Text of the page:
Holidays and children

Today I will begin and end my journal with prayers. The ending prayer will be for children, as is my pattern during 40 Days of Prayer for Children. The opening prayer is a prayer of thanksgiving. One year ago yesterday, my wife was on a ventilator in the intensive care unit of our local hospital, having suffered two heart arrests in one day. I had witnessed her receiving CPR and could hardly find a way to hold her hand through all of the IVs and monitors hooked up to her. On that day, I would have quickly traded everything I had for just one more year with her. I got my year and so much more. She is is great health now, exercises every day and her heart problems have been addressed. I have been witness to a miracle.

Gracious God, thank you for your power of healing and for your answer to my prayers and the prayers of so many others who support us in those terrifying days. Thank you for the skills of doctors and the care of nurses and the learning of generations of doctors. Thank you for the love and support of family, church and community. Thank you for the love and commitment of marriage. Thank you for the strength of my life’s partner. For these and all of your blessings I am deeply grateful. May I sing your praise all of my days. Amen.

I walked into a big box hardware and lumber store a few days ago and was greeted by a huge display of Christmas lights and objects right at the front door. The display didn’t have any thing that I could recognize as a celebration of the birth of Jesus. There was a huge Santa and a sleigh and several trees with bright lights. It seemed to be a display of outdoor lights that could be put up to show the Christmas spirit. I wasn’t in the store for any kind of holiday decorations, but I was struck by the Christmas display in September.

I remember the autumn parade of holidays from my childhood: September begins with Labor Day and back to school. October ends with Halloween. November has Thanksgiving and December is the month of Christmas, follow shortly by New Year’s. At a bare minimum, the store display should be confusing to young children. It was confusing to me. Who puts up their Christmas decorations in September? And who has the space to store such giant Christmas decorations until they are used? Of course I’m particularly aware of storage space as I try to sort out what we will move and what we will give away and what we will sell before we move. Acquiring giant decorations for any holiday isn’t high on my list of priorities at the moment.

The display got me to thinking about holidays and celebrations in general. I can see a lot of changes in celebrations in the span of my lifetime.

I’m pretty sure that the pandemic will mean some changes in how people celebrate holidays this year. In the first place, there will be less travel. People are taking precautions to try to avoid the spread of the disease. And for those who are at the lower end of the economic scale, there are no jobs and hard times means less money for holidays. College students won’t be returning to classes after Thanksgiving, with a long break between semesters this year. And I’m thinking that Trick or Treat will be curtailed by pandemic fears as well.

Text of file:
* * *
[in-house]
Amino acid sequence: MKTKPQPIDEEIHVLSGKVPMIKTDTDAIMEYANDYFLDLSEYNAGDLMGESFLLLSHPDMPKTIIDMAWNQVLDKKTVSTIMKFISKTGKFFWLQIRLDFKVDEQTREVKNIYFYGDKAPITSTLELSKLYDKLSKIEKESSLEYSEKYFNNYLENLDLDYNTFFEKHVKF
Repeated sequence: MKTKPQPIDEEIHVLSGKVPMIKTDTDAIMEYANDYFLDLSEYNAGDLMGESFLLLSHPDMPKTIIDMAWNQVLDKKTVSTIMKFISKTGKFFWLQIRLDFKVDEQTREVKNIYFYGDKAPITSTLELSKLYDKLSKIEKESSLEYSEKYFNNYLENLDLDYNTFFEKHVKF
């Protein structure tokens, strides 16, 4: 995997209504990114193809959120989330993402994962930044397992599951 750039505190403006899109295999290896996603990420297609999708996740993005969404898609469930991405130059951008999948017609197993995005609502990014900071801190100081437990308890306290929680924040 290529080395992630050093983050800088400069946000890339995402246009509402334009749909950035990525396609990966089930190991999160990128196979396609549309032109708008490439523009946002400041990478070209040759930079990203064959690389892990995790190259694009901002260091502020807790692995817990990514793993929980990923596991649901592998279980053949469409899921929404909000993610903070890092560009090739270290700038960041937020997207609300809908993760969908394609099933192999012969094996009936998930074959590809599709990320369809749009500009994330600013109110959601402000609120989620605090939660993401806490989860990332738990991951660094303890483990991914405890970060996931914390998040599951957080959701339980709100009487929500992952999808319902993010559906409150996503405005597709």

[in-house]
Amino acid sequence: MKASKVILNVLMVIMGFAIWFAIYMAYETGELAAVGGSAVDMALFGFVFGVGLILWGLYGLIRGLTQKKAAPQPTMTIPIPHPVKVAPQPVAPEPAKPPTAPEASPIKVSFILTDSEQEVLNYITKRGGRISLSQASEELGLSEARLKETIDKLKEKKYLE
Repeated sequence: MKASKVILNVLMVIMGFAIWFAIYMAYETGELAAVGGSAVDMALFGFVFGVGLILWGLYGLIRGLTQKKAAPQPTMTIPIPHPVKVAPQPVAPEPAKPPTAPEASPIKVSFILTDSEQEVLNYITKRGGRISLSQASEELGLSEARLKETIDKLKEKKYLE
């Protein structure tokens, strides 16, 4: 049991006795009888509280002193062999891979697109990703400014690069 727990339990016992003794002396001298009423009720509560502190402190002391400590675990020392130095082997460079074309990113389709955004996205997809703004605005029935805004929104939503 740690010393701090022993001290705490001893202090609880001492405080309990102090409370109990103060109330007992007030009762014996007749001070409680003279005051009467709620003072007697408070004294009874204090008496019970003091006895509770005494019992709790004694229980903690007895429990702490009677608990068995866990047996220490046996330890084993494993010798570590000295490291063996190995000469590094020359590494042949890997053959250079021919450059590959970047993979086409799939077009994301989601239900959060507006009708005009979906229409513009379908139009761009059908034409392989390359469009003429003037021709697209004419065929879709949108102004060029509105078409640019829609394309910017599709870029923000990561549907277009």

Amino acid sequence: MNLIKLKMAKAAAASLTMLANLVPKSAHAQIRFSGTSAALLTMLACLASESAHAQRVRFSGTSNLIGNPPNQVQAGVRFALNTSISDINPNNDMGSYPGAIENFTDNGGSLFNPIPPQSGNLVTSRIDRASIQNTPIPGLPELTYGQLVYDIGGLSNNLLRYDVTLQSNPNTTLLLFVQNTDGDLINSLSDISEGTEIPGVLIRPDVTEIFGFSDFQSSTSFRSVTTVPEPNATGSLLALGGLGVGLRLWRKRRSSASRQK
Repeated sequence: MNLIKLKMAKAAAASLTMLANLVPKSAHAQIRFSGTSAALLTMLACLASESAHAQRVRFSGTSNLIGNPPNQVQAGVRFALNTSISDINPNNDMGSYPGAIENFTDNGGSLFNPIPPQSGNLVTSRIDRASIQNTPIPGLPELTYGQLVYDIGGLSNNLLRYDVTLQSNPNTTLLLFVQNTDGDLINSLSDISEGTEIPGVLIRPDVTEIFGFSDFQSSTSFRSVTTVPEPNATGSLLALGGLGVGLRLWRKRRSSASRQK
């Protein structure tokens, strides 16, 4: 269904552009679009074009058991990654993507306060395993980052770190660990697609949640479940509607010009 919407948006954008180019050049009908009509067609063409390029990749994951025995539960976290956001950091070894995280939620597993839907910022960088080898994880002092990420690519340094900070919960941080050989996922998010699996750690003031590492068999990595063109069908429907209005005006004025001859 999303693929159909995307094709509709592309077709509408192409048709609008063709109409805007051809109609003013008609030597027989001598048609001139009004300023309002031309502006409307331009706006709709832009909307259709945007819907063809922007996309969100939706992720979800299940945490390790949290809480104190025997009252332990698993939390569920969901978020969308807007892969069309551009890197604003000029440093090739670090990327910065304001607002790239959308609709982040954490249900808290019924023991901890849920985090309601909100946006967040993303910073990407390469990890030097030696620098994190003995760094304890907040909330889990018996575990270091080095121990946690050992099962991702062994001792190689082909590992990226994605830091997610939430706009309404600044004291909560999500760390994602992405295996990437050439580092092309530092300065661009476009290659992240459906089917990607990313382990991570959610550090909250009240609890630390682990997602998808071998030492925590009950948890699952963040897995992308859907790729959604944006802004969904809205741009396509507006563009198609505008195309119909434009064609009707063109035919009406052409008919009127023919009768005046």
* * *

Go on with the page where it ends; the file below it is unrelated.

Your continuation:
Today is the first of October. It seems like a good time to begin teaching our children about Halloween. All Saint’s Eve is the day before All Saint’s Day, when we remember those who have gone before. For those of us in the Protestant tradition, it is a time when we acknowledge the faith of so many mentors and models who have taught us the way of faith. “We Sing a Song of the Saints of God, faithful and brave and true.” Halloween also has roots in ancient harvest festivals in the northern hemisphere. The symbol of Halloween is a pumpkin. We carve and decorate pumpkins, but we must never forget that they are food, grown in gardens to provide sustenance to our bodies. The traditions of wearing costumes and sharing treats with others have other roots in the stories of our people. They teach us the joy of surprise and the power of generosity. There is much to teach children about Halloween.

I’m not finding the big Christmas display at the big box store to be very helpful in teaching children about holidays.

God of all of the seasons of our lives, as summer turns to fall in our part of the world, our hearts turn to many prayers of thanksgiving. As we pray for the children of the world, we pray that they might be taught the spirit of thanksgiving. May they know enough about the sources of their food to participate in prayers of gratitude for the bounty of harvests. May they learn enough about those who have gone before to know the stories of the saints of our faith. May they be inspired to sing, “And I want to be one, too!”

Help us, gracious God, to place the needs of children at the center of our celebrations in this and every season. May we learn to see the world with the eyes of children and recover the wonder and awe of each new season. May we plan our celebrations in ways that invite the full participation and protect the safety of each child.

Bless the seasons of our lives. May each new season become an opportunity to show love and support and nurture to all of your children whatever their circumstances or situations. We pray for all of your children in the name of the child who was born in the manger and who invited the children to come to him and took them in his arms and blessed them. Amen.

Copyright (c) 2020 by Ted E. Huffman. I wrote this. If you would like to share it, please direct your friends to my web site. If you'd like permission to copy, please send me an email. Thanks!